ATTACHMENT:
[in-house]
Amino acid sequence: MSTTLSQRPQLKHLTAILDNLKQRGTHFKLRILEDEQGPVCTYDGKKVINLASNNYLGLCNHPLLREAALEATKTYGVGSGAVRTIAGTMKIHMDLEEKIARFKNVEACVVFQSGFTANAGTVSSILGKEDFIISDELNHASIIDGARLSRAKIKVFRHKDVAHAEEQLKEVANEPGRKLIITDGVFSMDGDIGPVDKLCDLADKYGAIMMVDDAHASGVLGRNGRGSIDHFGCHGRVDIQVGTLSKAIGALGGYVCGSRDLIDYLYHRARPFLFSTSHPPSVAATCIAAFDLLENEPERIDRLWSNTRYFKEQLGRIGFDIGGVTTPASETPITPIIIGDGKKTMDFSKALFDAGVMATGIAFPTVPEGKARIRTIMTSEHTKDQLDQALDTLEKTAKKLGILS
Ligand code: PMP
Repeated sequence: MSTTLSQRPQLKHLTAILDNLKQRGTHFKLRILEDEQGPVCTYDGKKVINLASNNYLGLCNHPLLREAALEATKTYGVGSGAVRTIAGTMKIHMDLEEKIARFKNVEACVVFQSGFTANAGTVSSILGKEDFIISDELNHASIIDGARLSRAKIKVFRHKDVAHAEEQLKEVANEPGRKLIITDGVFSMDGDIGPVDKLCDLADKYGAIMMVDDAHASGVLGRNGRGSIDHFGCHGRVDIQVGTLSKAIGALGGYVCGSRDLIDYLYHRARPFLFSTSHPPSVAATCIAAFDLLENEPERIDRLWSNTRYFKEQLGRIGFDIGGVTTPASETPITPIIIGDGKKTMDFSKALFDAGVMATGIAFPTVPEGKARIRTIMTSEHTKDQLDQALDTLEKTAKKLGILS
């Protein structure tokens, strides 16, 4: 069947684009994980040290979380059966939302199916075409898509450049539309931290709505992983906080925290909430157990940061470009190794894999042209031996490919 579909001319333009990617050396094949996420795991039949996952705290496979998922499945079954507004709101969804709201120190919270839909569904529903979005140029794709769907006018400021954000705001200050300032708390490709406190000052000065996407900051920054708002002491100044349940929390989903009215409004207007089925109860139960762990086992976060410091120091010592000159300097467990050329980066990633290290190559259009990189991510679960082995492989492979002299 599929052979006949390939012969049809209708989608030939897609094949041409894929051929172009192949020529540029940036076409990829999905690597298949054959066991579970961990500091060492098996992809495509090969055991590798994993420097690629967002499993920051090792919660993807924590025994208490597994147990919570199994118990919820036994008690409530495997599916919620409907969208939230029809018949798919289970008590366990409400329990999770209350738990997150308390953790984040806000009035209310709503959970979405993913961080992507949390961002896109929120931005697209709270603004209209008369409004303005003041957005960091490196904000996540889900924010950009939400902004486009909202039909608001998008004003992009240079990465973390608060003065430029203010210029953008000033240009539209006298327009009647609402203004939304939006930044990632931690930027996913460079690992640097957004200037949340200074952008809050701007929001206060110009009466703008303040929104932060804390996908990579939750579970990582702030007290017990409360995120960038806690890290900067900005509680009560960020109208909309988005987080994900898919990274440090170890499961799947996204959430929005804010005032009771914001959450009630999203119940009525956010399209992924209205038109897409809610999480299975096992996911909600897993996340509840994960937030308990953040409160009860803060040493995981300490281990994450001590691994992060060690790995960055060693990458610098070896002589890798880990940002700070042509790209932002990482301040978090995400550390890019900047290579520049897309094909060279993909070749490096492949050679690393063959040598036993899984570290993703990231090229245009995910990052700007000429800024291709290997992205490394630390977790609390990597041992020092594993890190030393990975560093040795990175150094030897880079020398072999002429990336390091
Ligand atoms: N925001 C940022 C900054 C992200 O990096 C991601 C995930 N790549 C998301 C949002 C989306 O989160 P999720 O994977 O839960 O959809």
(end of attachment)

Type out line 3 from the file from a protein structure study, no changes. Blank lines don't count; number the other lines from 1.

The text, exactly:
Ligand code: PMP